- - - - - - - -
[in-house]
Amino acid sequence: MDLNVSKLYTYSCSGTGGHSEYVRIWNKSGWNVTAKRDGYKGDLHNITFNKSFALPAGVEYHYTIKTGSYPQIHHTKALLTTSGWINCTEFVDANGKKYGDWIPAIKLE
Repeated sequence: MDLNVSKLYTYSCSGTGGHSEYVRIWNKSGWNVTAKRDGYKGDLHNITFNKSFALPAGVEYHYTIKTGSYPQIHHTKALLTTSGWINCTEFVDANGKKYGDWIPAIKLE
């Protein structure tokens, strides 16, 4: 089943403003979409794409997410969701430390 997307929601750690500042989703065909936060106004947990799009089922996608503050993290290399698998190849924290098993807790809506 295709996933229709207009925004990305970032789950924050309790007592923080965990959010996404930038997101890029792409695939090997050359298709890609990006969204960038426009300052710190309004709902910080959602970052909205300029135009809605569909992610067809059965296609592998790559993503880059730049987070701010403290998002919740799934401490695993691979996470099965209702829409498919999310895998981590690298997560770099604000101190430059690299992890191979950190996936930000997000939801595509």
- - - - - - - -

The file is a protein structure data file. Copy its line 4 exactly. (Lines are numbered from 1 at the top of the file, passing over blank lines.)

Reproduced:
């Protein structure tokens, strides 16, 4: 089943403003979409794409997410969701430390 997307929601750690500042989703065909936060106004947990799009089922996608503050993290290399698998190849924290098993807790809506 295709996933229709207009925004990305970032789950924050309790007592923080965990959010996404930038997101890029792409695939090997050359298709890609990006969204960038426009300052710190309004709902910080959602970052909205300029135009809605569909992610067809059965296609592998790559993503880059730049987070701010403290998002919740799934401490695993691979996470099965209702829409498919999310895998981590690298997560770099604000101190430059690299992890191979950190996936930000997000939801595509």